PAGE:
Yesterday evening I heard Trita Parsi talk about his book A Single Roll of the Dice: Obama's Diplomacy with Iran (Yale U.P.). Rather than summarizing the whole hour-long (including Q&A) talk, I will report what seemed to me to be the nub of his argument. This is thus a distillation and paraphrase (except where I use quotation marks):
Obama came into office in January '09 promising a new diplomatic approach to Iran. By the end of November '09 the approach had been abandoned, unwisely, for a "pressure track," i.e., escalating sanctions, which, unless changed, now puts the situation on a trajectory toward a war. Although there were various reasons for the change in policy (and the tale of course involves several key players other than Iran and the U.S.), Obama's main mistake was that he never tried to "create political space," in terms of U.S. domestic politics, for the diplomatic approach that the administration tried for less than a year. G.W. Bush gave 16 major speeches between Jan. '02 and March '03 making the (flawed) case for war with Iraq. By contrast Obama, although he spoke "passionately" as a candidate about the need for a diplomatic approach with Iran, as president publicly made the case for that approach only once (in a May '09 press conference with Netanyahu). The administration's unwillingness to spend political capital to defend its initial policy more or less guaranteed that the policy would have a short life and would not be given enough time to see whether it might have worked.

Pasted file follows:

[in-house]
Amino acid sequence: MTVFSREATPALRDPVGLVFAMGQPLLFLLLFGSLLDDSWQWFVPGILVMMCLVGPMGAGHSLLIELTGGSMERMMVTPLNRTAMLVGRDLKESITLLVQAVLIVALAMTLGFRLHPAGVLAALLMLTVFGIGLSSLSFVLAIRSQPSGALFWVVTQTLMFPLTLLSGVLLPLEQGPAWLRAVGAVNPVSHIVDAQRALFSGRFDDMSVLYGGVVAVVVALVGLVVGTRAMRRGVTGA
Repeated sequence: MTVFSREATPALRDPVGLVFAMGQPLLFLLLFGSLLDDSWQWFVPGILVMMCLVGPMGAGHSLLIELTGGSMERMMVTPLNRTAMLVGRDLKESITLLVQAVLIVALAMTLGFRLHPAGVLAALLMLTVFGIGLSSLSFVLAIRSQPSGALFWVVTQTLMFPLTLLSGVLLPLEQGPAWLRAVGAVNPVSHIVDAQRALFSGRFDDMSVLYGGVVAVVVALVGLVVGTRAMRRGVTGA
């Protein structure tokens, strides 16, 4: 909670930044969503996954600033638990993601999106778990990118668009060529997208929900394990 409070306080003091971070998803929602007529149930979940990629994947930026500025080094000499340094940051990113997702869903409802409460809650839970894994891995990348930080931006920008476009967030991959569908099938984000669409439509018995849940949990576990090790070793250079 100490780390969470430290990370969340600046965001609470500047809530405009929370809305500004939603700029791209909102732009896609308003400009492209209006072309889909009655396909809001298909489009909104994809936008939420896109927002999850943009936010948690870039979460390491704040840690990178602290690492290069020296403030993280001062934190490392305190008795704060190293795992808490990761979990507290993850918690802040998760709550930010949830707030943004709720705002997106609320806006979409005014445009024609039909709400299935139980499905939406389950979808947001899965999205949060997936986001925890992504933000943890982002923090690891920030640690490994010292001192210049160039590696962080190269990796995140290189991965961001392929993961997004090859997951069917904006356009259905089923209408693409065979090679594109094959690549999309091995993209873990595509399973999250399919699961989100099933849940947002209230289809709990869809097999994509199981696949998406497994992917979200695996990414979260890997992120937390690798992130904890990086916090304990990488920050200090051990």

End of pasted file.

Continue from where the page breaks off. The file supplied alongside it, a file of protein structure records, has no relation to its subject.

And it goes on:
There was more in Parsi's talk (and obviously there is more in the book), but the above seemed to me to be the take-away message. He also has a recent short piece in The Nation along the same lines.